Worms are common in pets, especially among dogs. The most common types are roundworms, tapeworms, hookworms, and whipworms. These worms are intestinal parasites that can be easily treated through regular deworming. On the other hand, heartworms in dogs are an entirely different case. They are harder to detect and can cause severe illness or even be fatal if left untreated. Here are some facts about heartworms in dogs that you should know about:
What Are Heartworms?
Heartworms are parasitic worms that live in the heart and lungs of an infected dog. They cause heartworm disease, a fatal condition affecting over 100,000 dogs yearly in the United States alone. The infection is dangerous because the parasite’s larvae can grow up to a foot long in the lungs and even travel through the bloodstream to infect other body parts. As a result, it can be complicated to detect and treat.
Mosquitoes transmit heartworms when they bite and take blood from an infected animal. When the mosquito bites a healthy dog, it deposits some of the worm’s eggs in the bitten area. The eggs then develop into larvae and adult worms that can multiply and spread through the dog’s body and cause severe illness and even death.
Heartworms are common in some regions of the world, including the United States, Canada, and Europe. They are also present in many other parts but are usually not found in places that experience cold winters. However, they can survive freezing temperatures if they go into a state of hibernation. This means they can be found in areas without a warm, year-round climate.
What are the symptoms of heartworm disease?
The symptoms that can be observed in dogs with heartworms vary depending on the stage of the disease. They can start to appear in as little as a few weeks after infection and continue until the death of the infected animal. In most cases, symptoms are first noticed when the adult worms begin reproducing and multiplying. Mild symptoms include occasional cough and exhaustion after moderate exercise.
As the disease progress because of the increasing presence of the worms, the symptoms become severe. The infected dog may experience persistent cough, lethargy, decreased appetite and weight loss, difficulty breathing, and even heart failure in some cases. If left untreated, it can lead to death.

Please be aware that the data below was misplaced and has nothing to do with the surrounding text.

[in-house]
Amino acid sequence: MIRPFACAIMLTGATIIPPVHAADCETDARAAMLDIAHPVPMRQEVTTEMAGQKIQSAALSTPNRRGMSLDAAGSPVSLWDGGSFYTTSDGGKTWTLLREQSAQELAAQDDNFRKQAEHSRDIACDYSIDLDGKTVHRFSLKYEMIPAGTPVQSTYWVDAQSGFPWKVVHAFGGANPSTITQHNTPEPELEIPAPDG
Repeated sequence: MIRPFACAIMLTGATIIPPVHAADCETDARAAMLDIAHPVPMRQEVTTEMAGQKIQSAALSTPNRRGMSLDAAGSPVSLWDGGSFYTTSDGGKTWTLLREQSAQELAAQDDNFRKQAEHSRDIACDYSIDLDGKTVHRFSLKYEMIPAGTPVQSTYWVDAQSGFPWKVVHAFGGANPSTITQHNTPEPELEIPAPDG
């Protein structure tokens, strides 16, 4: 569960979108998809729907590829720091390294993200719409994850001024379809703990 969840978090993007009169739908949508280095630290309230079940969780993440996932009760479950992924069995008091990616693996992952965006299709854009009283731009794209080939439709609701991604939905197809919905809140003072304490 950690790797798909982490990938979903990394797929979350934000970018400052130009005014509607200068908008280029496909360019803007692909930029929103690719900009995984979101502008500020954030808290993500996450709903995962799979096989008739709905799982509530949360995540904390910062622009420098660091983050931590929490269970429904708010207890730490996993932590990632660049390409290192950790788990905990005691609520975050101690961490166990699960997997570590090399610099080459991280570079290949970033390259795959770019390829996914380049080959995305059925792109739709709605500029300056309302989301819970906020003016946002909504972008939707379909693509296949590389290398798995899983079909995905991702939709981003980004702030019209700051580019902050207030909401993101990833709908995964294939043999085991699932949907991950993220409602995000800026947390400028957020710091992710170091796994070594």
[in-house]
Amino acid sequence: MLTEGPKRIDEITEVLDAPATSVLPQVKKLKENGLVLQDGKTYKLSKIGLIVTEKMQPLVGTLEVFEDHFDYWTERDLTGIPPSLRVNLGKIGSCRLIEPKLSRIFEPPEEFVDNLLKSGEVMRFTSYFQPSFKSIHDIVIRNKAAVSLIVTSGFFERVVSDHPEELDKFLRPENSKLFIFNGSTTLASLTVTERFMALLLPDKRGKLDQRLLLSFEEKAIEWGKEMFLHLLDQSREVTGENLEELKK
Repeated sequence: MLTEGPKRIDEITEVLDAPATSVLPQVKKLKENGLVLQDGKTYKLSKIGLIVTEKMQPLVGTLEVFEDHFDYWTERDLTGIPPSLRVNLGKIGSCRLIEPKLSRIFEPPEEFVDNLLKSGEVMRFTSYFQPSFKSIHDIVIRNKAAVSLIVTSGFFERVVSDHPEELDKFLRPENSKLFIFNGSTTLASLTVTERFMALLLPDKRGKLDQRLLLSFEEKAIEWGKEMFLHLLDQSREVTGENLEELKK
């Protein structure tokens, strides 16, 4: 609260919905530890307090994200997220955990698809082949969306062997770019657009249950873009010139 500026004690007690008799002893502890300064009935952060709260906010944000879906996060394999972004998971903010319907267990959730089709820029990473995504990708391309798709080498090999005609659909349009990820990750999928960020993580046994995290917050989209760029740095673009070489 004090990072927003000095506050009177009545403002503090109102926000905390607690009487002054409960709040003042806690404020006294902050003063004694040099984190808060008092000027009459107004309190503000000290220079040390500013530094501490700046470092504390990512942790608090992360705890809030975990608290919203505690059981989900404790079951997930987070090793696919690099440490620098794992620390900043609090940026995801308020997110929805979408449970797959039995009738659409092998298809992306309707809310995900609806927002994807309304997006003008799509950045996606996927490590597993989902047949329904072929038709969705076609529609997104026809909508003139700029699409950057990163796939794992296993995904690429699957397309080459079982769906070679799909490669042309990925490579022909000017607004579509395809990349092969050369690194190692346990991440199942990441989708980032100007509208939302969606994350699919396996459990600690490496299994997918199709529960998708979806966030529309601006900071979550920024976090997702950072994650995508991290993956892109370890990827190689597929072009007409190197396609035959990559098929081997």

How is heartworm disease diagnosed?
Early detection of the disease is crucial because early treatment can significantly increase the chances of a full recovery. Diagnosing heartworm disease involves checking for the presence of parasites in a sample of your dog’s blood or tissue sample. If the test is positive, further testing is needed to determine the stage of infection. Treatment can then be tailored to the specific stage and severity of the disease.
How is heartworm disease treated?
Treatment for heartworms in dogs depends on the stage of the infection. Adult worms can be killed by administering medications that kill adult worms or prevent their growth. Some medicines can kill adult worms in a single dose, while others need to be taken for weeks to kill all the worms. In some cases, surgery may be necessary to remove the adult worms and prevent them from spreading to other body parts. It is important to complete treatment to prevent the spread of disease and reduce the risk of death.
In more advanced stages of infection, it may be necessary to use a combination of medication and surgery to eliminate the worms from the body. Antibiotics may also be given to prevent the development of secondary infections. Dogs that recover from heartworm infections usually regain full health within a few months of treatment. However, some dogs may require prolonged treatment for lingering complications of the heartworm infection. In many cases, these dogs may have permanent heart problems and die prematurely if the disease is not completely eliminated.
Tips on Preventing Heartworm Disease In Your Dog
Prevention is always better than cure, especially when the disease can be fatal. Fortunately, heartworms in dogs can be prevented. Heartworm preventive treatment should start when your puppies are 6 or 8 weeks old and continue until your dog is five months old. After that, your veterinarian will retest your pet before recommending another course of treatment. Several heartworm preventive options are available today – most of them are administered in the form of oral tablets every month. However, you can also use topical products such as collar-based treatments. There is also an injectable option available for some types of dogs. Once the treatment starts, you must continue it as long as your vet recommends. All products have the same effectiveness against heartworms; It’s just a personal preference.
If you observe any of the above symptoms in your dog, it is crucial to take him to a veterinarian as soon as possible.
Heartworms in dogs are different from other parasitic worms that may infect your dog. They primarily affect the heart and lungs but can also damage other organs and lead to death. Treating heartworms in dogs is challenging and expensive. As such, it is best to ask your veterinarian about heartworm preventive treatment for your dog.